Major advance in gene therapy

Potential for editing genes directly in the body

Here is a brief video from the regulatory body in the US, the FDA, on the basics of gene therapy “Gene Therapy Inside Out”.

And if you want to learn more.

Up until now CRISPR-Cas9 gene editing technology has been an incredibly important tool for editing genes in the laboratory or experimental setting. When thinking about human application with this technology, cells needed to be taken from the body and the editing done in the laboratory… but that might be about to change!

from an article in Nature magazine:

Preliminary results from a landmark clinical trial suggest that CRISPR–Cas9 gene editing can be deployed directly into the body to treat disease.

https://upload.wikimedia.org/wikipedia/commons/8/80/201412_CRISPRCAS9pink.png
CRISPR gene editing*

The study is the first to show that the technique can be safe and effective if the CRISPR–Cas9 components — in this case targeting a protein that is made mainly in the liver — are infused into the bloodstream. In the trial, six people with a rare and fatal condition called transthyretin amyloidosis received a single treatment with the gene-editing therapy. All experienced a drop in the level of a misshapen protein associated with the disease. Those who received the higher of two doses tested saw levels of the protein, called TTR, decline by an average of 87%.

Previous results from CRISPR–Cas9 clinical trials have suggested that the technique can be used in cells that have been removed from the body. The cells are edited and then reinfused back into study participants. But to be able to edit genes directly in the body would open the door to treating a wider range of diseases.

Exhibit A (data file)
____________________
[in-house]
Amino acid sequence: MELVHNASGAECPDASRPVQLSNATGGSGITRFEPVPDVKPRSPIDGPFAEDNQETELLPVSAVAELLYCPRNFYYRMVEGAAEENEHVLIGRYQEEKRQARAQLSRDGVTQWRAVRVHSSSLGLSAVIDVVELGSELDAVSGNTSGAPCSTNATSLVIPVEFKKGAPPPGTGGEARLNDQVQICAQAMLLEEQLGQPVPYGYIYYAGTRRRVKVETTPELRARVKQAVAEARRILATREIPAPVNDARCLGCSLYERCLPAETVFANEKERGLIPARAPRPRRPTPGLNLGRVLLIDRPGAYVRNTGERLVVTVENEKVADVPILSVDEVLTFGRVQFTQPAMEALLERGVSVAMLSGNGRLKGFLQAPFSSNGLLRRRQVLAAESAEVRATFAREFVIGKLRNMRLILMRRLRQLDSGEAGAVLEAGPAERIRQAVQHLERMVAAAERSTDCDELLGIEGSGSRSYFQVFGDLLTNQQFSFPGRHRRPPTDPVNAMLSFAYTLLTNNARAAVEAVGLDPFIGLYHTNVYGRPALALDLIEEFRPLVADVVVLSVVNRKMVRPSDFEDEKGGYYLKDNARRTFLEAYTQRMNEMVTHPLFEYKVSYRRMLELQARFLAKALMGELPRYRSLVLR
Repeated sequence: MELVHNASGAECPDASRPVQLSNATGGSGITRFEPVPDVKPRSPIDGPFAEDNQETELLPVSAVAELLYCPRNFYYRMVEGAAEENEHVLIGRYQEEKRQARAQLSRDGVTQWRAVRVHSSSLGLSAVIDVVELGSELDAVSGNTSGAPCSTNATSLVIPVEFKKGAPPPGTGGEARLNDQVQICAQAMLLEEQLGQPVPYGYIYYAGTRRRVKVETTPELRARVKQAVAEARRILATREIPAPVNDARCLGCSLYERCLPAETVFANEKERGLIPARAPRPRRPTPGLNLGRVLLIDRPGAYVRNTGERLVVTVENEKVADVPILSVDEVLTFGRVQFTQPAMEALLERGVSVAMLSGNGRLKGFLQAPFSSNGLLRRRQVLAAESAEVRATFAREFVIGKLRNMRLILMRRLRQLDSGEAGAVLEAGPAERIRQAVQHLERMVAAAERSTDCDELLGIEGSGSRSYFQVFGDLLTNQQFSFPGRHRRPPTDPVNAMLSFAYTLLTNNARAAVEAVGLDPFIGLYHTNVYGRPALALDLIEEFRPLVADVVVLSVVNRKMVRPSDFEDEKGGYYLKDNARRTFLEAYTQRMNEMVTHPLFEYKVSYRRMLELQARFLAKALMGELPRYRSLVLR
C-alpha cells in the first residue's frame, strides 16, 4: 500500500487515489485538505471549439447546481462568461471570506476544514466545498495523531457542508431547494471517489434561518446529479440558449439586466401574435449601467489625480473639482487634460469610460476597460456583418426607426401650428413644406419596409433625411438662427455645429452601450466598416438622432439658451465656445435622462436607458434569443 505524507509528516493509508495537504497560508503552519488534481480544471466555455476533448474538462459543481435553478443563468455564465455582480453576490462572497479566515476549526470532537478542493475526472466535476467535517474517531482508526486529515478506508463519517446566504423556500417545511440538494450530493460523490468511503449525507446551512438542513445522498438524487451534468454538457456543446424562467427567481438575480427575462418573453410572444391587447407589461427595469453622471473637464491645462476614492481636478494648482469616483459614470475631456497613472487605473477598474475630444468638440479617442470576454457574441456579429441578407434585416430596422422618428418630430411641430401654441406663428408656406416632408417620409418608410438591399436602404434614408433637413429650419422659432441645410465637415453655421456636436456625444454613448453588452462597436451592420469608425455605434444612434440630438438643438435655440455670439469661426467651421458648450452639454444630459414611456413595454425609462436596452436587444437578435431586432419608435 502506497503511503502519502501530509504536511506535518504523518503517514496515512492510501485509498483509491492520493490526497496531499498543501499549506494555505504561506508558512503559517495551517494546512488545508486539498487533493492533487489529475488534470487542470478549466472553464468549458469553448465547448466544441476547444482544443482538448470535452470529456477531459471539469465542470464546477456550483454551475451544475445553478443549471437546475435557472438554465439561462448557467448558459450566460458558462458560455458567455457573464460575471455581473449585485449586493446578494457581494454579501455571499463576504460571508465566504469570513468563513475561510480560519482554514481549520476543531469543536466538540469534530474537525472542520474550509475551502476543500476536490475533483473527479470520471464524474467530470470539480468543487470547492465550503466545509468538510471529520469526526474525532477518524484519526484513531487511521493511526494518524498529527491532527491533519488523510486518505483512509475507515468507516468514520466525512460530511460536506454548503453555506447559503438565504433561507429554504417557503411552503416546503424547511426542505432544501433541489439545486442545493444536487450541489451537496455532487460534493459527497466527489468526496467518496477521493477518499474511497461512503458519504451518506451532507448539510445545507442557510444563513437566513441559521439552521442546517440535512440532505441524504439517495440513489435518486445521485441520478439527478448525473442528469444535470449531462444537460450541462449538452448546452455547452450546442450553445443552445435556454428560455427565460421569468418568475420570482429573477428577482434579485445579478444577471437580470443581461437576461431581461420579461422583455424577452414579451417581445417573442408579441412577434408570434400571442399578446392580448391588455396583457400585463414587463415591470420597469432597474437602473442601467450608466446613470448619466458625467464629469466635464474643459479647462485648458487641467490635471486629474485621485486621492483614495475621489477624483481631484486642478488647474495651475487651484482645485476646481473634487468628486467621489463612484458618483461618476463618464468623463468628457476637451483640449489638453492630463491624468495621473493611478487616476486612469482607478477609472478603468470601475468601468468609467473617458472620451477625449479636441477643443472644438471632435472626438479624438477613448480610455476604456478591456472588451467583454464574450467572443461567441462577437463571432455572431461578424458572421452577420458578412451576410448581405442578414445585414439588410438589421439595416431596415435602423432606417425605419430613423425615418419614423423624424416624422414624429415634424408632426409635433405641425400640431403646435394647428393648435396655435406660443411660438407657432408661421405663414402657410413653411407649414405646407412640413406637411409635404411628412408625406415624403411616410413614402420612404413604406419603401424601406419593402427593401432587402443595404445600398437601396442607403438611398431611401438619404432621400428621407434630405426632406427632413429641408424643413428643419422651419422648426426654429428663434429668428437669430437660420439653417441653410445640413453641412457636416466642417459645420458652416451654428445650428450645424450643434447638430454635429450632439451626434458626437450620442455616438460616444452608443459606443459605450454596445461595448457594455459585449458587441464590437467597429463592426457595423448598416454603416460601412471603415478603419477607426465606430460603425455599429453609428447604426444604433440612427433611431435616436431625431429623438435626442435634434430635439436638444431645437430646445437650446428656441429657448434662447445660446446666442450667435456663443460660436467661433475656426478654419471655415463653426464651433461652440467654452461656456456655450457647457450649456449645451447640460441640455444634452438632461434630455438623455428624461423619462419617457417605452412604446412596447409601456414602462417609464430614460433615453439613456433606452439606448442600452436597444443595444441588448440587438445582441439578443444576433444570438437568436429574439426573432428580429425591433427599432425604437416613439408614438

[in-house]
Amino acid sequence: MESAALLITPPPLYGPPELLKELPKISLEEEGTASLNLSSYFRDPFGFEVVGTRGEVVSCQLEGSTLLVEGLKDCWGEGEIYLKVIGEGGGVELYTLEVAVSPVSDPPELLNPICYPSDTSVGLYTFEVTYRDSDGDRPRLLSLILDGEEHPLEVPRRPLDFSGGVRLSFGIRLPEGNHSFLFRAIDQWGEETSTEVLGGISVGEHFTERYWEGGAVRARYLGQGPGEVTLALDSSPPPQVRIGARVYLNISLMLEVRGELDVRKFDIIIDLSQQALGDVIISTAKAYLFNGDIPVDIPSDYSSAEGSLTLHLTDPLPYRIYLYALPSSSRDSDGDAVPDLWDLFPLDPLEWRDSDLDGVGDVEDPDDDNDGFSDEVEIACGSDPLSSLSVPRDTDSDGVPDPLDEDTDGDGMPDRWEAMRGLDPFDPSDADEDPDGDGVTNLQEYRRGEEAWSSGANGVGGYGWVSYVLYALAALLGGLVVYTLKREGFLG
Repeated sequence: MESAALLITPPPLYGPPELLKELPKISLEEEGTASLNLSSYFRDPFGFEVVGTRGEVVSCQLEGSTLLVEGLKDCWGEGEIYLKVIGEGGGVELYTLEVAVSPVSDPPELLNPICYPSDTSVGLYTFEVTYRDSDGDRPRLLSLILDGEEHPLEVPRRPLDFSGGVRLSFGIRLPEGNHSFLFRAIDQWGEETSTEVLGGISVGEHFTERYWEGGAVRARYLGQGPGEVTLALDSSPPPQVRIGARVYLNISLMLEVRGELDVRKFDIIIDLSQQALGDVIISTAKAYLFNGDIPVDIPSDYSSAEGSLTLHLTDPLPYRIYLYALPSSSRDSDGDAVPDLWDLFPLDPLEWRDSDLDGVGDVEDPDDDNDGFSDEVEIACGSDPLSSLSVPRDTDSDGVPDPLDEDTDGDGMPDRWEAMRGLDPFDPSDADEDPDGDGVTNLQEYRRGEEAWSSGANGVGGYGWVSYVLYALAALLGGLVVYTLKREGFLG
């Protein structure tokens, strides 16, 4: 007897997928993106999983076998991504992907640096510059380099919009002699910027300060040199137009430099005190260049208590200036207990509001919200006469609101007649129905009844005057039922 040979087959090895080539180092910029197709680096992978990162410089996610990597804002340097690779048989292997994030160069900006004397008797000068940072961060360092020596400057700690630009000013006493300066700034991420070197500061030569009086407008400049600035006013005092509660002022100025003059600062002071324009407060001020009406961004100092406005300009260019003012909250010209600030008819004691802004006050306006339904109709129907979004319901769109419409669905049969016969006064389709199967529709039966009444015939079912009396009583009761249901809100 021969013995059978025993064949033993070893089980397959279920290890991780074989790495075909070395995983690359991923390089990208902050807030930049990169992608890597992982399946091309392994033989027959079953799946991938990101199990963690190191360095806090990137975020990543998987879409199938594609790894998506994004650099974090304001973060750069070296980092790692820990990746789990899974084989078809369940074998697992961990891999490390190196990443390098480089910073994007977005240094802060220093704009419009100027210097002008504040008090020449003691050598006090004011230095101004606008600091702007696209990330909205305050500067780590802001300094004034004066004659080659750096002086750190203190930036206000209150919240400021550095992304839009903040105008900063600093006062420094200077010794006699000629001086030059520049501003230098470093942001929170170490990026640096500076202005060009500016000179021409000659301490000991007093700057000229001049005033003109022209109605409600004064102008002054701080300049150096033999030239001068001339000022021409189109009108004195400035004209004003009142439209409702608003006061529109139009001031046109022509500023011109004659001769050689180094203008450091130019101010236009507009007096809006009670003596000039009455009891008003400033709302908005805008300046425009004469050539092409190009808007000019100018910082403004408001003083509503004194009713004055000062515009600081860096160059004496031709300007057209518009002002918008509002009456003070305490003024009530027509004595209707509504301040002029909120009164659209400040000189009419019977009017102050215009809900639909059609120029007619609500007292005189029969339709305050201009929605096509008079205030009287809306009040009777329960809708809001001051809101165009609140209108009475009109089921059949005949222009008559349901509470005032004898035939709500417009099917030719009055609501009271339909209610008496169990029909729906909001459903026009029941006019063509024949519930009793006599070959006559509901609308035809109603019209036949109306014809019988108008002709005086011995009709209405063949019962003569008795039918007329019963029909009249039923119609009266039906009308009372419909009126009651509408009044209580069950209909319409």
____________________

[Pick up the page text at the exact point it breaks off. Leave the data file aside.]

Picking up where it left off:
“It’s an important moment for the field,” says Daniel Anderson, a biomedical engineer at the Massachusetts Institute of Technology in Cambridge. “It’s a whole new era of medicine.”

Researchers will anxiously await data from more participants, says Anderson, and will want to know how all the participants fare over a longer period of time. But the current results are enough to fuel hope that CRISPR–Cas9 will one day be able to help treat other conditions, too.

Techniques for delivering CRISPR–Cas9 components to various parts of the body are advancing rapidly, says Anderson. “The list keeps growing,” he says. “I’m optimistic that we’re going to see much broader application of genome editing.”

Read the entire article 

SOURCE:  https://www.nature.com/articles/d41586-021-01776-4  doi: https://doi.org/10.1038/d41586-021-01776-4

Landmark CRISPR trial shows promise against deadly disease

Heidi Ledford. NEWS 29 June 2021

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